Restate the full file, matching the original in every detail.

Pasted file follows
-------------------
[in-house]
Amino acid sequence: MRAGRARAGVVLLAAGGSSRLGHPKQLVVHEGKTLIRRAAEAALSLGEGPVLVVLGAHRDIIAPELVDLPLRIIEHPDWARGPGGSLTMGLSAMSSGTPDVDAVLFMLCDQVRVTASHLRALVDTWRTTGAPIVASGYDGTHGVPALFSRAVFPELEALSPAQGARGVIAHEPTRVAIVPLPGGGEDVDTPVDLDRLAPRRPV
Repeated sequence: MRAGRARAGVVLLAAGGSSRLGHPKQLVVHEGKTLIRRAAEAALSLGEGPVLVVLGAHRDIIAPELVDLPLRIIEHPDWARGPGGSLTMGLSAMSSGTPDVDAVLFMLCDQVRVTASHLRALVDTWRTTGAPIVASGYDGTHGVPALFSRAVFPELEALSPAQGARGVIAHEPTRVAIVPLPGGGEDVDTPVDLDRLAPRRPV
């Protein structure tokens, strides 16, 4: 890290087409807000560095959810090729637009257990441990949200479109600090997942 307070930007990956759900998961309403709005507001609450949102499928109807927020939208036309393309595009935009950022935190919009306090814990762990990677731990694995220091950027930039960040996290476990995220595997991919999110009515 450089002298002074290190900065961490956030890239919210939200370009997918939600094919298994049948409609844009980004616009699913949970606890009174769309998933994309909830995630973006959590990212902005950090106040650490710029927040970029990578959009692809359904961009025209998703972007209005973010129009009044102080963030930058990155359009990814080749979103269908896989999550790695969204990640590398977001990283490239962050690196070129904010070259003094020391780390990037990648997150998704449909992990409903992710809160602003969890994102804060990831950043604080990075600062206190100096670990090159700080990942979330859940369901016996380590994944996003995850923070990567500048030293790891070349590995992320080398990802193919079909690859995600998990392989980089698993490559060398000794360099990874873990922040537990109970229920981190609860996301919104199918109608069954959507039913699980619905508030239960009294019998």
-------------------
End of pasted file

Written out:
[in-house]
Amino acid sequence: MRAGRARAGVVLLAAGGSSRLGHPKQLVVHEGKTLIRRAAEAALSLGEGPVLVVLGAHRDIIAPELVDLPLRIIEHPDWARGPGGSLTMGLSAMSSGTPDVDAVLFMLCDQVRVTASHLRALVDTWRTTGAPIVASGYDGTHGVPALFSRAVFPELEALSPAQGARGVIAHEPTRVAIVPLPGGGEDVDTPVDLDRLAPRRPV
Repeated sequence: MRAGRARAGVVLLAAGGSSRLGHPKQLVVHEGKTLIRRAAEAALSLGEGPVLVVLGAHRDIIAPELVDLPLRIIEHPDWARGPGGSLTMGLSAMSSGTPDVDAVLFMLCDQVRVTASHLRALVDTWRTTGAPIVASGYDGTHGVPALFSRAVFPELEALSPAQGARGVIAHEPTRVAIVPLPGGGEDVDTPVDLDRLAPRRPV
């Protein structure tokens, strides 16, 4: 890290087409807000560095959810090729637009257990441990949200479109600090997942 307070930007990956759900998961309403709005507001609450949102499928109807927020939208036309393309595009935009950022935190919009306090814990762990990677731990694995220091950027930039960040996290476990995220595997991919999110009515 450089002298002074290190900065961490956030890239919210939200370009997918939600094919298994049948409609844009980004616009699913949970606890009174769309998933994309909830995630973006959590990212902005950090106040650490710029927040970029990578959009692809359904961009025209998703972007209005973010129009009044102080963030930058990155359009990814080749979103269908896989999550790695969204990640590398977001990283490239962050690196070129904010070259003094020391780390990037990648997150998704449909992990409903992710809160602003969890994102804060990831950043604080990075600062206190100096670990090159700080990942979330859940369901016996380590994944996003995850923070990567500048030293790891070349590995992320080398990802193919079909690859995600998990392989980089698993490559060398000794360099990874873990922040537990109970229920981190609860996301919104199918109608069954959507039913699980619905508030239960009294019998």